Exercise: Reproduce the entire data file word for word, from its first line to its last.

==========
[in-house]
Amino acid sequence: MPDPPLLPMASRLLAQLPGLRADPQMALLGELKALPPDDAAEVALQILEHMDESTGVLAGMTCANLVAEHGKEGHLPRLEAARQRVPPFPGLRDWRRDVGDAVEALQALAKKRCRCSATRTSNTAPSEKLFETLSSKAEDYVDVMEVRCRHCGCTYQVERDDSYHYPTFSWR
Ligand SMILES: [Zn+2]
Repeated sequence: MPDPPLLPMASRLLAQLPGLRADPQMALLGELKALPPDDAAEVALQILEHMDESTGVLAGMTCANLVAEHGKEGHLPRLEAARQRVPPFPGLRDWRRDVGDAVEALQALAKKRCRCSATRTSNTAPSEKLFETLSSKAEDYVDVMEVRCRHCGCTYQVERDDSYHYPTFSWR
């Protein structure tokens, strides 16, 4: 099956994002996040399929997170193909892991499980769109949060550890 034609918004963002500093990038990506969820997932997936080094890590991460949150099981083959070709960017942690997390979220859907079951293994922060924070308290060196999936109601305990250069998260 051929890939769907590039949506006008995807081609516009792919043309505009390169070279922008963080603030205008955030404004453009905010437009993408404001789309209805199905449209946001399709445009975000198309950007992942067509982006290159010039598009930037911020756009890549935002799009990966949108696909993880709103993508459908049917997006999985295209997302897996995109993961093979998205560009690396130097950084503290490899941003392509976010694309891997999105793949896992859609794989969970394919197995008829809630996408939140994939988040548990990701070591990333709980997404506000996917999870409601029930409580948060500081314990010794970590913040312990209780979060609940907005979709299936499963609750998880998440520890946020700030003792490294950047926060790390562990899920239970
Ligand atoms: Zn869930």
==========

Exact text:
[in-house]
Amino acid sequence: MPDPPLLPMASRLLAQLPGLRADPQMALLGELKALPPDDAAEVALQILEHMDESTGVLAGMTCANLVAEHGKEGHLPRLEAARQRVPPFPGLRDWRRDVGDAVEALQALAKKRCRCSATRTSNTAPSEKLFETLSSKAEDYVDVMEVRCRHCGCTYQVERDDSYHYPTFSWR
Ligand SMILES: [Zn+2]
Repeated sequence: MPDPPLLPMASRLLAQLPGLRADPQMALLGELKALPPDDAAEVALQILEHMDESTGVLAGMTCANLVAEHGKEGHLPRLEAARQRVPPFPGLRDWRRDVGDAVEALQALAKKRCRCSATRTSNTAPSEKLFETLSSKAEDYVDVMEVRCRHCGCTYQVERDDSYHYPTFSWR
């Protein structure tokens, strides 16, 4: 099956994002996040399929997170193909892991499980769109949060550890 034609918004963002500093990038990506969820997932997936080094890590991460949150099981083959070709960017942690997390979220859907079951293994922060924070308290060196999936109601305990250069998260 051929890939769907590039949506006008995807081609516009792919043309505009390169070279922008963080603030205008955030404004453009905010437009993408404001789309209805199905449209946001399709445009975000198309950007992942067509982006290159010039598009930037911020756009890549935002799009990966949108696909993880709103993508459908049917997006999985295209997302897996995109993961093979998205560009690396130097950084503290490899941003392509976010694309891997999105793949896992859609794989969970394919197995008829809630996408939140994939988040548990990701070591990333709980997404506000996917999870409601029930409580948060500081314990010794970590913040312990209780979060609940907005979709299936499963609750998880998440520890946020700030003792490294950047926060790390562990899920239970
Ligand atoms: Zn869930």